Investing

CB Hot List: Analysts are bullish on Loblaw—time to buy?

Slow and steady wins the race.

(Photo by Peter Power/The Globe and Mail)

(Photo by Peter Power/The Globe and Mail)

Loblaw Companies Ltd. (TSX: L)

On February 21, investors in Brampton-based Loblaw Companies Ltd. got a bit of a scare after the grocery chain announced that its fourth quarter profit fell by about 31%. Thanks to a $61 million restructuring charge, the company’s net income was $143 million, down from $174 million in the same quarter the year before.

Fortunately for shareholders, the stock price barely budged. Why? Because no investor wants to get rid this slow, but steady performer. Loblaw is one of those companies that keeps portfolios stable. It’s in the food business and people need to eat regardless of how the economy is doing. You won’t get massive returns, but you’ll still do well; it’s up about 10% over the last 12 months and 35% since February 2008. It also pays a decent 2.2% yield, which is attractive to income seekers.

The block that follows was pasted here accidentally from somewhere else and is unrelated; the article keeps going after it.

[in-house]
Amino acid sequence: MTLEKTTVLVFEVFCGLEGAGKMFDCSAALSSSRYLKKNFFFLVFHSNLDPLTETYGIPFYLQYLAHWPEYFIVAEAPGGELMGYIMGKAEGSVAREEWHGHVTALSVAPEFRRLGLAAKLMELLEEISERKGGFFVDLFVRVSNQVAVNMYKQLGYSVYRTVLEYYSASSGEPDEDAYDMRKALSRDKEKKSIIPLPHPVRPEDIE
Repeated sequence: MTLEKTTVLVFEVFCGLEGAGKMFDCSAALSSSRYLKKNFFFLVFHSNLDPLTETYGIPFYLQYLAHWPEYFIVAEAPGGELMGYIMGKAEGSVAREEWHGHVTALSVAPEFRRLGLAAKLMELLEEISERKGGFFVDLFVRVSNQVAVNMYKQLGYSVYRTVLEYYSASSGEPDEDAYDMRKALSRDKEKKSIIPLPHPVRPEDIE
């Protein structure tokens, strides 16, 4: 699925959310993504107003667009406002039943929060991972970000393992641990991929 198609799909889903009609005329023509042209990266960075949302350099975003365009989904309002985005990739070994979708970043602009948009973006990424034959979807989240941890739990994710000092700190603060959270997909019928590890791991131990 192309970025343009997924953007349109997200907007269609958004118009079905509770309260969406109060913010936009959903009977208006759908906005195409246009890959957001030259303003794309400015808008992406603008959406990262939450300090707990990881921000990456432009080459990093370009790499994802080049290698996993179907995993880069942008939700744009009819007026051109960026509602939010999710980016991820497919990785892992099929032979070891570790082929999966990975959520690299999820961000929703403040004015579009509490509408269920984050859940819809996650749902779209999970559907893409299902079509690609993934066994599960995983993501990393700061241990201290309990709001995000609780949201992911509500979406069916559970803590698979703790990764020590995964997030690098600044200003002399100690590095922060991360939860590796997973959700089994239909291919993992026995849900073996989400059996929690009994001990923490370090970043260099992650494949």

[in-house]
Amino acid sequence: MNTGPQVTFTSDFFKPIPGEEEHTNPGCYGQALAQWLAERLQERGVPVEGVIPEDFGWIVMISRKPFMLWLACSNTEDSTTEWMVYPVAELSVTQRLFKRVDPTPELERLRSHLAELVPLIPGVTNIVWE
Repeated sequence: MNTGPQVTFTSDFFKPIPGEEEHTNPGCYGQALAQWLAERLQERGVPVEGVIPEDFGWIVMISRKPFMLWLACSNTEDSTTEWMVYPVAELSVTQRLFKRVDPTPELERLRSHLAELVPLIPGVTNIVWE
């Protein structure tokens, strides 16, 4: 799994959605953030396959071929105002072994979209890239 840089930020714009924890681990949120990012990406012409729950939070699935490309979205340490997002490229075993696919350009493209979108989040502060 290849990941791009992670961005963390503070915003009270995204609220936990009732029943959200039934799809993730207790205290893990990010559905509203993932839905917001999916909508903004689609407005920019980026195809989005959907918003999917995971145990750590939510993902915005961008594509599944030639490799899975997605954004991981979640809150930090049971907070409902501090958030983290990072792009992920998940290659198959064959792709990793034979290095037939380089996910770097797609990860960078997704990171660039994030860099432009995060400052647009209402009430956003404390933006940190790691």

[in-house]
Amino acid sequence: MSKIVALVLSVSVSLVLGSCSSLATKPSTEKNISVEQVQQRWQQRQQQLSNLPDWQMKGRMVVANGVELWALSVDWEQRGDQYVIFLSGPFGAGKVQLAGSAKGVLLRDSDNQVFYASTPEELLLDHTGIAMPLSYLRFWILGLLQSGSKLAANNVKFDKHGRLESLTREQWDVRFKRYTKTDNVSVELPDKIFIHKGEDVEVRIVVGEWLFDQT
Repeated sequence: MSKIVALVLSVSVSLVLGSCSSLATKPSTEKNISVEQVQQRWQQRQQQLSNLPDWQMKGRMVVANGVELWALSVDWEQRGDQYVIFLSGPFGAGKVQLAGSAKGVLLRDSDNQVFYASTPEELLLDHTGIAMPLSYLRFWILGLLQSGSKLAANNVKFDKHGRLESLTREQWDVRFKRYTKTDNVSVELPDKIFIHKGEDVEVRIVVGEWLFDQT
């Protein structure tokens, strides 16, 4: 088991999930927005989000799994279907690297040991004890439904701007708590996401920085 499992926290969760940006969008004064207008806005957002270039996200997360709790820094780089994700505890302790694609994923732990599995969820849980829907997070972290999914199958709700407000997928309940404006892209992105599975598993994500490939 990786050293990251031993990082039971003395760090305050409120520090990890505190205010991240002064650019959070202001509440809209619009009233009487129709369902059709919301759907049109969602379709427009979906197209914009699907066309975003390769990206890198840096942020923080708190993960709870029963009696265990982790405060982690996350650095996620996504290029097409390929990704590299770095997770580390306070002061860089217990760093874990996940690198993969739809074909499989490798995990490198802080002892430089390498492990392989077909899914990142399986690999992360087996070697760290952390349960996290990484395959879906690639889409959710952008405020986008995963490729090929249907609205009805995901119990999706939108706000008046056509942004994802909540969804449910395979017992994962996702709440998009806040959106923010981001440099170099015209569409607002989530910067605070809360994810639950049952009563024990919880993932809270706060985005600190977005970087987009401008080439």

If you also look closer at Thursday’s numbers, the company actually beat analyst recommendations. Raymond James, which has an outperform on the company, pointed out in a note that its Q4 adjusted earnings per share was 67 cents, compared to a consensus estimate of 63 cents. The company also increased revenues by 1.2% and EBITDA of $510 million (that excludes the $61 million charge) beat Raymond James’ $502 million estimate.

A number of other analysts think it’s also a great company to own—according to Bloomberg 71.4% have a buy rating, 28.6% have a hold and there are no sells. Posting these numbers in what Raymond James analysts say was a “tough quarter in the Canadian grocery business” is especially impressive. The investment company thinks Loblaw’s loyalty program, which gives it a lot of important customer-related information, is a differentiator and it’s doing a good job of finding efficiencies in its supply chain.

Currently, the stock is at about $40 per share, but analysts think that will climb over the next year. Raymond James has a price target of $42, but others, such as Credit Suisse, think it could rise to $48. Whether you shop at the store or not, you should still fill your cart with this company.

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